Medical College of Wisconsin
CTSICores SearchResearch InformaticsREDCap

Opioid Analgesic Prescribing Practices of Dental Professionals in the United States. JDR Clin Trans Res 2017 Jul;2(3):241-248 PMID: 28879246 PMCID: PMC5576054

Pubmed ID

28879246

Abstract

The prescription of opioid analgesics by dental professionals is widespread in the United States. Policy makers, government agencies, and professional organizations consider this phenomenon a growing public health concern. This study examined trends in the prescription of opioid analgesics for adults by dental professionals and associated factors in the United States. Data from the Medical Expenditure Panel Survey (1996-2013) were analyzed. Descriptive statistics were calculated separately for each year. Logistic regression analyses were conducted to estimate the overall trend during the period with and without adjusting for dental procedures and personal characteristics. Survey weights were incorporated to handle the sampling design. The prescription of opioid analgesics following dental care increased over time. After adjusting for sociodemographic factors, source of payment, and type of dental procedure, the odds ratio (OR) of prescribing opioid analgesics following a dental visit per each decade difference was 1.28 (95% confidence interval [CI], 1.19-1.38). Surgical, root canal, and implant procedures had the highest rates of opioid prescriptions and the greatest increases in rates over the study period. After adjusting for personal characteristics and type of dental procedure, the OR of receiving a prescription for opioids comparing blacks, Asians, and Hispanics to whites was 1.29 (95% CI, 1.17-1.41), 0.57 (95% CI, 0.47-0.70), and 0.84 (95% CI, 0.75-0.95), respectively. Opioid analgesic prescriptions following dental visits increased over time after adjusting for personal characteristics and type of dental procedure. The odds of receiving a prescription for opioids were higher for certain racial/ethnic minority groups. This study highlights dental professionals prescribing practices of opioid analgesics by following dental treatments in the United States. With this knowledge, appropriate guidelines, protocols, and policies can be developed and implemented to address any inappropriate prescribing practices of opioid analgesics. In addition, this information could lead to an improvement in the prescribing practices of dental professionals and to evidence-based therapeutic decision making.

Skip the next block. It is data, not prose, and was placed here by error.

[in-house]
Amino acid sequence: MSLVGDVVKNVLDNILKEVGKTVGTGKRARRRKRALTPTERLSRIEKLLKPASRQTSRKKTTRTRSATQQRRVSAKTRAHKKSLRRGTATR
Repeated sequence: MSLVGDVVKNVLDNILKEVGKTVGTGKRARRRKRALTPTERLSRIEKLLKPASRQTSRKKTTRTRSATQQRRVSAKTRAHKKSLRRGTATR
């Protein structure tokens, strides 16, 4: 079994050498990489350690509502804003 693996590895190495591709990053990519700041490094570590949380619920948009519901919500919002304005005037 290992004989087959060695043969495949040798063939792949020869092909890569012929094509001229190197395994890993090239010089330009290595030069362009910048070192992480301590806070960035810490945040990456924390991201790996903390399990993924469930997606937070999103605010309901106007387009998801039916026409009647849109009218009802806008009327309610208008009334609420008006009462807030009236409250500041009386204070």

Author List

Steinmetz CN, Zheng C, Okunseri E, Szabo A, Okunseri C

Authors

Christopher Okunseri DDS,MS Associate Professor and Director in the Clinical Services department at Marquette University
Aniko Szabo PhD Associate Professor in the Institute for Health and Equity department at Medical College of Wisconsin




jenkins-FCD Prod-299 9ef562391eceb2b8f95265c767fbba1ce5a52fd6